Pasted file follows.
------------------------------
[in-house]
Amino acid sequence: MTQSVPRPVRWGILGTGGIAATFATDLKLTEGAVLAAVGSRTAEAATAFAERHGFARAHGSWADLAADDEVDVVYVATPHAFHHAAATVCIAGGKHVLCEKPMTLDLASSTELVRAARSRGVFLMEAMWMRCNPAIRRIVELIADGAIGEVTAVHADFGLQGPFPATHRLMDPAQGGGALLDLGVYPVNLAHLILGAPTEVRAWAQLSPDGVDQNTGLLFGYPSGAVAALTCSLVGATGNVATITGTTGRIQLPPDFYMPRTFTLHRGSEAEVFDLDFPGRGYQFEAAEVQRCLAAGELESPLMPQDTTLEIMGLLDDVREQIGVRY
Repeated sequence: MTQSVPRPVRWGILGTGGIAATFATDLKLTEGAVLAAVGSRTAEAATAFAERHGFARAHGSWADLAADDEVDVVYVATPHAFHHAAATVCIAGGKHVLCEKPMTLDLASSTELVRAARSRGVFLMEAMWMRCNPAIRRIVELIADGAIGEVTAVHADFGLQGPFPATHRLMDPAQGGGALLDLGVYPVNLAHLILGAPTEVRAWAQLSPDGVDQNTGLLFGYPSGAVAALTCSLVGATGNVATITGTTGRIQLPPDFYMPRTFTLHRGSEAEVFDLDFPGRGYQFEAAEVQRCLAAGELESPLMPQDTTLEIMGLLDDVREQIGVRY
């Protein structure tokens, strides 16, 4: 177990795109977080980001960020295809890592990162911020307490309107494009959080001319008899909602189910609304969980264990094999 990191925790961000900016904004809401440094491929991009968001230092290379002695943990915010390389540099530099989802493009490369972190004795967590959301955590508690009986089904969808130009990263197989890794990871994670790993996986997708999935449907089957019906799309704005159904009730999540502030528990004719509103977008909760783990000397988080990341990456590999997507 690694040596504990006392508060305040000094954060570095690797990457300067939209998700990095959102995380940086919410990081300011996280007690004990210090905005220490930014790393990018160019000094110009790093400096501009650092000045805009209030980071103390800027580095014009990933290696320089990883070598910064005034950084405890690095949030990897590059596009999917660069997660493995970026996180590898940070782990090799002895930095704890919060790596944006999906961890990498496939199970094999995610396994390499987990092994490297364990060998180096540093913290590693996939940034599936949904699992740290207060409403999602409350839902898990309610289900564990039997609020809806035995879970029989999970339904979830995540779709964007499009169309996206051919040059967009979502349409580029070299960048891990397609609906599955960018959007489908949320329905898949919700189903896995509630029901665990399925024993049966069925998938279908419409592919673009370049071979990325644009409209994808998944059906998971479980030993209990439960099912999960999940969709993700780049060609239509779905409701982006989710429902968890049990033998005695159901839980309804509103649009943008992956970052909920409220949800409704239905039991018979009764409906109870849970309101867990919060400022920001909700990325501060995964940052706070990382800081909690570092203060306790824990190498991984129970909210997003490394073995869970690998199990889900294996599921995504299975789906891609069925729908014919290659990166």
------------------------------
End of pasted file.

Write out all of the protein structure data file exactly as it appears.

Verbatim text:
[in-house]
Amino acid sequence: MTQSVPRPVRWGILGTGGIAATFATDLKLTEGAVLAAVGSRTAEAATAFAERHGFARAHGSWADLAADDEVDVVYVATPHAFHHAAATVCIAGGKHVLCEKPMTLDLASSTELVRAARSRGVFLMEAMWMRCNPAIRRIVELIADGAIGEVTAVHADFGLQGPFPATHRLMDPAQGGGALLDLGVYPVNLAHLILGAPTEVRAWAQLSPDGVDQNTGLLFGYPSGAVAALTCSLVGATGNVATITGTTGRIQLPPDFYMPRTFTLHRGSEAEVFDLDFPGRGYQFEAAEVQRCLAAGELESPLMPQDTTLEIMGLLDDVREQIGVRY
Repeated sequence: MTQSVPRPVRWGILGTGGIAATFATDLKLTEGAVLAAVGSRTAEAATAFAERHGFARAHGSWADLAADDEVDVVYVATPHAFHHAAATVCIAGGKHVLCEKPMTLDLASSTELVRAARSRGVFLMEAMWMRCNPAIRRIVELIADGAIGEVTAVHADFGLQGPFPATHRLMDPAQGGGALLDLGVYPVNLAHLILGAPTEVRAWAQLSPDGVDQNTGLLFGYPSGAVAALTCSLVGATGNVATITGTTGRIQLPPDFYMPRTFTLHRGSEAEVFDLDFPGRGYQFEAAEVQRCLAAGELESPLMPQDTTLEIMGLLDDVREQIGVRY
């Protein structure tokens, strides 16, 4: 177990795109977080980001960020295809890592990162911020307490309107494009959080001319008899909602189910609304969980264990094999 990191925790961000900016904004809401440094491929991009968001230092290379002695943990915010390389540099530099989802493009490369972190004795967590959301955590508690009986089904969808130009990263197989890794990871994670790993996986997708999935449907089957019906799309704005159904009730999540502030528990004719509103977008909760783990000397988080990341990456590999997507 690694040596504990006392508060305040000094954060570095690797990457300067939209998700990095959102995380940086919410990081300011996280007690004990210090905005220490930014790393990018160019000094110009790093400096501009650092000045805009209030980071103390800027580095014009990933290696320089990883070598910064005034950084405890690095949030990897590059596009999917660069997660493995970026996180590898940070782990090799002895930095704890919060790596944006999906961890990498496939199970094999995610396994390499987990092994490297364990060998180096540093913290590693996939940034599936949904699992740290207060409403999602409350839902898990309610289900564990039997609020809806035995879970029989999970339904979830995540779709964007499009169309996206051919040059967009979502349409580029070299960048891990397609609906599955960018959007489908949320329905898949919700189903896995509630029901665990399925024993049966069925998938279908419409592919673009370049071979990325644009409209994808998944059906998971479980030993209990439960099912999960999940969709993700780049060609239509779905409701982006989710429902968890049990033998005695159901839980309804509103649009943008992956970052909920409220949800409704239905039991018979009764409906109870849970309101867990919060400022920001909700990325501060995964940052706070990382800081909690570092203060306790824990190498991984129970909210997003490394073995869970690998199990889900294996599921995504299975789906891609069925729908014919290659990166």